Sandra Ryeom, Ph.D.

Associate Professor Of Cancer Biology

My lab has been focused on understanding the role of the vasculature in promoting tumor progression and metastasis. Using mouse models of cancer, primary endothelial cells and molecular and cell biological approaches, we have been investigating the contributions of the calcineurin-NFAT signaling pathway towards activation of the vascular endothelium during tumor angiogenesis leading to tumor progression and metastasis. Calcineurin is a calcium regulated ser/thr phosphatase that regulates a number of physiological processes, most notably in T cells and neurons. Upon activation, calcineurin dephosphorylates members of the NFAT family, triggering their nuclear entry and transactivation of targets including pro-angiogenic genes in endothelial cels. One of the major contributions of my lab to the tumor microenvironment field is the critical importance of the calcineurin-NFAT pathway as an intracellular mediator of vascular endothelial growth factor (VEGF) activation in endothelial cells during pathologic angiogenesis. Anti-angiogenic cancer therapy has been focused primarily on targeting VEGF or its receptors and has been largely unsuccessful. Our work offers intracellular targets downstream of VEGF as possible therapeutic options.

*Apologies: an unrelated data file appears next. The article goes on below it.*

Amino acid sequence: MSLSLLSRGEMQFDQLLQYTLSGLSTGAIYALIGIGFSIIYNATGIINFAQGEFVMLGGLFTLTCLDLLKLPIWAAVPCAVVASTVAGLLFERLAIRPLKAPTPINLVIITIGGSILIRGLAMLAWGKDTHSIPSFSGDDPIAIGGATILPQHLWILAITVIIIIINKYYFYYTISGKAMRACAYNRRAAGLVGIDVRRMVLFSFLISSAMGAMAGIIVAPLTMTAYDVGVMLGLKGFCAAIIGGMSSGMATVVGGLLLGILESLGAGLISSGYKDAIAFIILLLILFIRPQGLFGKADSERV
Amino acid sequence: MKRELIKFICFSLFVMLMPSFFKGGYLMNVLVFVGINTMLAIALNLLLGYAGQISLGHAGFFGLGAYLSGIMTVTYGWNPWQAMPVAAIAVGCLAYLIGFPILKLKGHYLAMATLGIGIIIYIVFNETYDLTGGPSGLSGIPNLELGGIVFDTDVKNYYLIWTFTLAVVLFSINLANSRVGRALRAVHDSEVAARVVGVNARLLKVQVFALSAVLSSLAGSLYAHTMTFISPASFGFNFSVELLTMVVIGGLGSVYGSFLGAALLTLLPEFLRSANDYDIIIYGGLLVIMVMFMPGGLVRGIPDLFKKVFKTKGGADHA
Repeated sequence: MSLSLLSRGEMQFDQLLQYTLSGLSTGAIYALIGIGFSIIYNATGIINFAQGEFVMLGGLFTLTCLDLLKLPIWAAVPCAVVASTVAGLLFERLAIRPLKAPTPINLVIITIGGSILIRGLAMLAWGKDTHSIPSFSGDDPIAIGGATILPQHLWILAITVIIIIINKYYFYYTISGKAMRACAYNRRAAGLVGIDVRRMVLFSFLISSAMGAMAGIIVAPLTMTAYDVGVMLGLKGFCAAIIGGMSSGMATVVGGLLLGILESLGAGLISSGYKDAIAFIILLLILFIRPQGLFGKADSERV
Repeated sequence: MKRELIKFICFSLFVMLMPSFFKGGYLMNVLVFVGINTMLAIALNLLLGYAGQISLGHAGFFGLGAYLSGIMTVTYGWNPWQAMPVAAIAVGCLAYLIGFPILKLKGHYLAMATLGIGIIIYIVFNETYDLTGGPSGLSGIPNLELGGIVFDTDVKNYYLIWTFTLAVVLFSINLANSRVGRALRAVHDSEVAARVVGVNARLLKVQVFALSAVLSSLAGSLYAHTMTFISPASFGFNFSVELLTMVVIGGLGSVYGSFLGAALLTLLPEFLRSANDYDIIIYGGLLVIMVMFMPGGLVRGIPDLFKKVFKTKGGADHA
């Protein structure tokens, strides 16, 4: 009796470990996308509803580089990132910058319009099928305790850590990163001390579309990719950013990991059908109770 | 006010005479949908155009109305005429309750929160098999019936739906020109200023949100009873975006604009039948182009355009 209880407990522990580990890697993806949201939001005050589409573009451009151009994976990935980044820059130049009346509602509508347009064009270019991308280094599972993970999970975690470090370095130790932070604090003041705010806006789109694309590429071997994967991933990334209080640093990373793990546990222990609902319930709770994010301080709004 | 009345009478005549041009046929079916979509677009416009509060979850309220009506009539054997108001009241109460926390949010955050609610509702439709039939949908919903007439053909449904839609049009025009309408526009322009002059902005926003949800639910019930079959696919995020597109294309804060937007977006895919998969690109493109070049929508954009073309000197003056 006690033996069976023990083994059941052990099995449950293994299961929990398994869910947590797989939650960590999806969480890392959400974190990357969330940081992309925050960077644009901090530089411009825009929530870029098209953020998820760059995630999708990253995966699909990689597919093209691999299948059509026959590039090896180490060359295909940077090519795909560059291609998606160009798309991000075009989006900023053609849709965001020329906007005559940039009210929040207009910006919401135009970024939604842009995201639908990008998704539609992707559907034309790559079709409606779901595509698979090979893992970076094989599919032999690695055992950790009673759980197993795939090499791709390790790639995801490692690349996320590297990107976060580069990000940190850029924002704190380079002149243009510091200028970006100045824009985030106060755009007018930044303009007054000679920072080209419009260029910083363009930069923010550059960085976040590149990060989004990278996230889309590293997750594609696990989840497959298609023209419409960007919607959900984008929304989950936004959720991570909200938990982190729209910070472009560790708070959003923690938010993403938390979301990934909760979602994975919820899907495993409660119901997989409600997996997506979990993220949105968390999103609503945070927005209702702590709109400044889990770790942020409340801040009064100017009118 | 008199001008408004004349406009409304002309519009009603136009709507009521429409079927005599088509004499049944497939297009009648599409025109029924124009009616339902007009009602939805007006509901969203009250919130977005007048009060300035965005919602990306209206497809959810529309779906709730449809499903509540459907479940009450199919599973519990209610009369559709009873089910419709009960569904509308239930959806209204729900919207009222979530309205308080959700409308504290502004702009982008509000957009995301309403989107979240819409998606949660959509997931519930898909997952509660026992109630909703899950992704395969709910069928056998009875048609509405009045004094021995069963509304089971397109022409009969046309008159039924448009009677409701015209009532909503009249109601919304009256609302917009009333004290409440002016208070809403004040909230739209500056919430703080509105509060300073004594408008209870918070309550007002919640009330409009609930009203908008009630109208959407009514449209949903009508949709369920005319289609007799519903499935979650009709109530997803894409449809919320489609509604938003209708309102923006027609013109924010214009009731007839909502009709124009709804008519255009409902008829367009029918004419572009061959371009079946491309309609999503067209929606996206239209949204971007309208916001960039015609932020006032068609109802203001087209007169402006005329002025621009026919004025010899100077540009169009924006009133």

My lab is also investigating the role of calcineurin-NFAT in endothelial cells in early metastatic sites in the lung and liver and identifying relevant NFAT-dependent targets promoting metastatic colonization and expansion. Further, we have begun to examine the role of the calcineurin-NFAT pathway in stromal cells during metastasis and are investigating the ‘stromagenic switch’ during tumor progression. Similar to the concept of the angiogenic switch when the balance of pro- and anti-angiogenic proteins shift towards a pro-angiogenic phenotype triggering the expansion of blood vessel growth or tumor angiogenesis, it is also becoming evident that stromal cells in the tumor microenvironment become activated to promote tumor growth and metastasis. We will identify cellular and molecular mechanisms by which stromal cells become activated and primed to permit metastatic tumor cell seeding. Further, my lab will also investigate cross-talk between stromal cells and endothelial cells in early metastatic sites and define the contribution of calcineurin-NFAT targets in stromal cells and endothelial cells towards this cross-talk. 

For many years, it has been assumed that endothelial cells from different organs were similar in their activation, regulation and output of secreted factors during tumor growth and metastasis. Studies in our lab indicate that endothelial cells from different organ environments are unique and respond differently to pro-angiogenic factors producing organ specific secretomes. Another area of interest in the lab is to understand the contribution of endothelial cells in different organs towards maintaining stem cells populations. For example, my lab has identified the testicular endothelium as the critical accessory cell in the spermatogonial stem cell niche providing the factors necessary to maintain spermatogonial stem cell identity. We are examining endothelial cells in other organs to understand their contribution in stem cell niches as well as the role of organ specific endothelium in mediating metastatic tropism.